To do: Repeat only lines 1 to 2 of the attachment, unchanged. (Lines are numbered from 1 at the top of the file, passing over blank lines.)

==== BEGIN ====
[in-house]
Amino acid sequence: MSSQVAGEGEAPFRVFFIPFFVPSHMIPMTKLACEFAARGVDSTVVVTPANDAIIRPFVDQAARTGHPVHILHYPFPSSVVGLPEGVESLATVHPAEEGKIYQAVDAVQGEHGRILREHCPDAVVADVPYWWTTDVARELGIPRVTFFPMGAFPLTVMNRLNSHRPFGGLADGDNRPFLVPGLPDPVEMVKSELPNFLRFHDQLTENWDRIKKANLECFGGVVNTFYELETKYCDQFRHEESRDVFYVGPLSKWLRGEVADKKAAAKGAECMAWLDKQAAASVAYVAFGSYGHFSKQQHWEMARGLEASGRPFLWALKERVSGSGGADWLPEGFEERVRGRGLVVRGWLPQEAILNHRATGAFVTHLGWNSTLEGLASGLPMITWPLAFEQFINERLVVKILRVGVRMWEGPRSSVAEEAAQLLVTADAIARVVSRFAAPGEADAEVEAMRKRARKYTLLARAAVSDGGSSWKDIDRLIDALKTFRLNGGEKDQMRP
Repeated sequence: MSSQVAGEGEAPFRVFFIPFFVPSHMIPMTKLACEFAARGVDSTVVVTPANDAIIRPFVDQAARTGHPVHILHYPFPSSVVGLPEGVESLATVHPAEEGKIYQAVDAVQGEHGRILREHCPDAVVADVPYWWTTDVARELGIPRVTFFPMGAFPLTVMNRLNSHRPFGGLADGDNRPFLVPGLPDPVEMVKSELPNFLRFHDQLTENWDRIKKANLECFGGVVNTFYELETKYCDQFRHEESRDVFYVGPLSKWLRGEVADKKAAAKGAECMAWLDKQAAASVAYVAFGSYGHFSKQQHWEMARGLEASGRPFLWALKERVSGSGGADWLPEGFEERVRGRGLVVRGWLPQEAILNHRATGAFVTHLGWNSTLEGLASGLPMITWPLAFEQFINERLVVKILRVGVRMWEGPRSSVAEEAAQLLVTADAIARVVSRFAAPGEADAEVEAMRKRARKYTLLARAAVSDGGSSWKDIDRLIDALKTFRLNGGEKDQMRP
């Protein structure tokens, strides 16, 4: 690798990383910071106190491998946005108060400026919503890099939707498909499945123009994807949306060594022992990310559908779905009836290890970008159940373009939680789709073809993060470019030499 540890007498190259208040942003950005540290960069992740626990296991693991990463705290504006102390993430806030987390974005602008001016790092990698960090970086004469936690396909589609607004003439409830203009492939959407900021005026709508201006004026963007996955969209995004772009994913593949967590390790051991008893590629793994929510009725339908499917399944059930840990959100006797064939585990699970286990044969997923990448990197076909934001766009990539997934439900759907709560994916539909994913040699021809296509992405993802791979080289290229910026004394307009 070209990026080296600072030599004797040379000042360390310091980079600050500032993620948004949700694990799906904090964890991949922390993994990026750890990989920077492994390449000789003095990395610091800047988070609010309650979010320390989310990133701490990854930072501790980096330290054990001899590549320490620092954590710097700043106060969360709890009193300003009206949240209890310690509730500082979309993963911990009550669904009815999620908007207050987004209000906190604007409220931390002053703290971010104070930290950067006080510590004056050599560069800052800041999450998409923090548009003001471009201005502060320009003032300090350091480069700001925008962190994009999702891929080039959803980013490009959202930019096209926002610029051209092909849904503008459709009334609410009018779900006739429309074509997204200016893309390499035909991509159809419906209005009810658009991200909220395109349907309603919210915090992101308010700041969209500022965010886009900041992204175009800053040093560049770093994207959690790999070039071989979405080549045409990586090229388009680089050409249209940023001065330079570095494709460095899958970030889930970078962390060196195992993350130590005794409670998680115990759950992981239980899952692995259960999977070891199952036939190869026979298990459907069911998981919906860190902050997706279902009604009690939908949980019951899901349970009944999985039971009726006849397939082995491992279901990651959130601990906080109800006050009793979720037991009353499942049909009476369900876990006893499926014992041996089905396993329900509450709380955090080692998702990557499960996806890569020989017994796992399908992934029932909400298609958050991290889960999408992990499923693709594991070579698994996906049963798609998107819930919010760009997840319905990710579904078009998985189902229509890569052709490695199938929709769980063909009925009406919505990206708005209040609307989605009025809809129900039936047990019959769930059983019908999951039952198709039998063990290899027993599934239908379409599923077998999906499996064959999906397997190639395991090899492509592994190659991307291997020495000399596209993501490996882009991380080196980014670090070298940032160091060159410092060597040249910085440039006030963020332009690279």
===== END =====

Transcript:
[in-house]
Amino acid sequence: MSSQVAGEGEAPFRVFFIPFFVPSHMIPMTKLACEFAARGVDSTVVVTPANDAIIRPFVDQAARTGHPVHILHYPFPSSVVGLPEGVESLATVHPAEEGKIYQAVDAVQGEHGRILREHCPDAVVADVPYWWTTDVARELGIPRVTFFPMGAFPLTVMNRLNSHRPFGGLADGDNRPFLVPGLPDPVEMVKSELPNFLRFHDQLTENWDRIKKANLECFGGVVNTFYELETKYCDQFRHEESRDVFYVGPLSKWLRGEVADKKAAAKGAECMAWLDKQAAASVAYVAFGSYGHFSKQQHWEMARGLEASGRPFLWALKERVSGSGGADWLPEGFEERVRGRGLVVRGWLPQEAILNHRATGAFVTHLGWNSTLEGLASGLPMITWPLAFEQFINERLVVKILRVGVRMWEGPRSSVAEEAAQLLVTADAIARVVSRFAAPGEADAEVEAMRKRARKYTLLARAAVSDGGSSWKDIDRLIDALKTFRLNGGEKDQMRP